At the same time, alternative capacity is impacting the reinsurance market, by increasing supply capacity is no longer scarce for peak risks, the catastrophe excess of loss business is becoming commoditized and it has been eroding the profit margin of once profitable lines of business for traditional reinsurers. This has all resulted in pressure on traditional reinsurance pricing and lower rates in many core peak catastrophe zones.
Most of the pressure from alternative reinsurance capital has been directed at what Swiss Re terms ‘commodity Bermuda-type reinsurers’ where alternative capital has been crowding out subscription markets. This has caused some of these reinsurers to look elsewhere, with a growing trend of diversifying into other lines such as casualty risks.
Again, it’s worth pointing out that there are a number of ILS and alternative capital initiatives looking seriously at casualty lines of business, so these markets may too find themselves coming increasingly under pressure from third-party sourced capital.
Swiss Re sees continued growth in demand for natural catastrophe reinsurance capacity in years to come. It expects demand to increase by 50% in mature markets and as much as 100% in high growth markets by 2020. The reason for this is continued growth in exposed economic values, growing middle class in emerging and high growth markets helping to increase insurance penetration and governments continuing to move catastrophe risks into the private sector.
Swiss Re said that it expects alternative reinsurance capital to grow in the U.S. by at least the same pace, perhaps faster, allowing it the chance to gain further market share in this market in particular. Low interest rates are likely to continue to stimulate investor interest in reinsurance as an asset class and alternative capital will likely continue to gain market share in reinsurance, although as a complementary product, Swiss Re said.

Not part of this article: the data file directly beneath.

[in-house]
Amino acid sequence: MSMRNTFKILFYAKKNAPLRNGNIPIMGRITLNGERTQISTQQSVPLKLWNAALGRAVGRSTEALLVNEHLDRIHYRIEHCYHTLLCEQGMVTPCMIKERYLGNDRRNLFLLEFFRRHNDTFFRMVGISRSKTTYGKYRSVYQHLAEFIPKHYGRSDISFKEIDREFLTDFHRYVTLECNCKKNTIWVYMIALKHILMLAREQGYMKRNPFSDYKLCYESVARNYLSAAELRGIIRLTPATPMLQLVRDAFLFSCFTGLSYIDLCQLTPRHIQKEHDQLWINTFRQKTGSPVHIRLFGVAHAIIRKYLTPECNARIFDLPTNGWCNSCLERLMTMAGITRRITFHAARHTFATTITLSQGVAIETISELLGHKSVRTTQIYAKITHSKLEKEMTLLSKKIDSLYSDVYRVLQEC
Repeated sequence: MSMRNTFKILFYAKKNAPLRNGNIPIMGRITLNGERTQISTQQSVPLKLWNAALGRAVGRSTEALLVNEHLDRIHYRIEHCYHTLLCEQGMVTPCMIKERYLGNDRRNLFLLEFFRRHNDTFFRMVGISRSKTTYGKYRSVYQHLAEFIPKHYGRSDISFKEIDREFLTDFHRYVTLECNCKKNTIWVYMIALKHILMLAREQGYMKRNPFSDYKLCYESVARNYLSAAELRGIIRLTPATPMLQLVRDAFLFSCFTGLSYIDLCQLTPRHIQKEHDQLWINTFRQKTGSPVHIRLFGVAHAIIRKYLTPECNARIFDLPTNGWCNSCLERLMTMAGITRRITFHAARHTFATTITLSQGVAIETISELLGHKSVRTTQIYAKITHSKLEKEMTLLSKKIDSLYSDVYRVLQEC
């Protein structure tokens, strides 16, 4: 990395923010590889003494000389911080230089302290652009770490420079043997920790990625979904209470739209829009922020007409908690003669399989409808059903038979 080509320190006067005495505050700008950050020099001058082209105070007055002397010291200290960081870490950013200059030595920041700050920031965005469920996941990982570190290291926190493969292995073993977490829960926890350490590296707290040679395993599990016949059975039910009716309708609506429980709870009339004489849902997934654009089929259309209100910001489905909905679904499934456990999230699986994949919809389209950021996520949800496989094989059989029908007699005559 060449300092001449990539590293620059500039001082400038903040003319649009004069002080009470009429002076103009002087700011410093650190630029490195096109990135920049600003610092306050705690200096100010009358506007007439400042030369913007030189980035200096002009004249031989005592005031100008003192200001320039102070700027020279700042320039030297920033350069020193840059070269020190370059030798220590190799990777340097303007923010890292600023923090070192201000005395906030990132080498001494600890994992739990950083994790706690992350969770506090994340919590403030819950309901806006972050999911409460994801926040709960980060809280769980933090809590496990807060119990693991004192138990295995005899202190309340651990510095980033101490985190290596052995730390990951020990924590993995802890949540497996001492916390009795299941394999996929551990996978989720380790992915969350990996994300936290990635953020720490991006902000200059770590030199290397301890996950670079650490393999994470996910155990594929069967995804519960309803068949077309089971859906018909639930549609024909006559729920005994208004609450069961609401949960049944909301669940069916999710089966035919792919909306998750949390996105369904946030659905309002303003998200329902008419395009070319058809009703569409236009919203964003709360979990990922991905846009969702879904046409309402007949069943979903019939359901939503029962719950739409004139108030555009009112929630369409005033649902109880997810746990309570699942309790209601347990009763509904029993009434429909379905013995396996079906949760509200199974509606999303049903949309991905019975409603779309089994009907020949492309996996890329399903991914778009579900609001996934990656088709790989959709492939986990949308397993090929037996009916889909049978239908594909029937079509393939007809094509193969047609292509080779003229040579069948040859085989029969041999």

“Investors need well-modelled and transparent risks to invest in,” commented Martin Bisping. “We can expect funds to focus on established nat cat markets where the conditions are well understood – at the moment this means the US is the most attractive market.”
While alternative reinsurance capital is clearly increasing competition, Swiss Re believes large, diverse reinsurers (like itself) are largely immune from the effects. It sees small, subscription market, property catastrophe focused, reinsurers as the most likely to feel competitive threats.
For the larger reinsurers (like itself) Swiss Re believes the scale, staying power and client loyalty after large events, value added service model across all lines and regions, ability to offer tailored solutions with large capacity and financial strength as well as ability to use their capital multiple times without collateralizing risk, all put them in a strong position.
Swiss Re did note that it expects to continue taking advantage of the capital markets and alternative capital as well, by sharing peak risk exposures to better meet the increasing demand for catastrophe covers. It will likely also continue to use alternative capital for its own retrocessional needs, as and when appropriate.
Swiss Re says that while growth is as good as assured for the alternative reinsurance capital market, how fast that growth is remains to be seen. It does believe that further market share will be lost in the U.S. peak catastrophe risk markets, but does not expect the growth seen in the last two years to continue at that pace.
As ever, the opportunities for growth in alternative reinsurance capital, ILS and catastrophe bonds, will likely be in expanding the market, enabling investors to access new perils and regions, as well as continuing to focus on the peak catastrophe perils where the lower cost of capital makes ILS capacity more efficient.
You can access Swiss Re’s latest Sigma report, which also covers global macroeconomic conditons, non-life and life re/insurance market prospects and emerging market growth, via the press release here.
Read our earlier article on Swiss Re’s thoughts on the cat bond market: Catastrophe bond market reaches all-time high with 20% growth.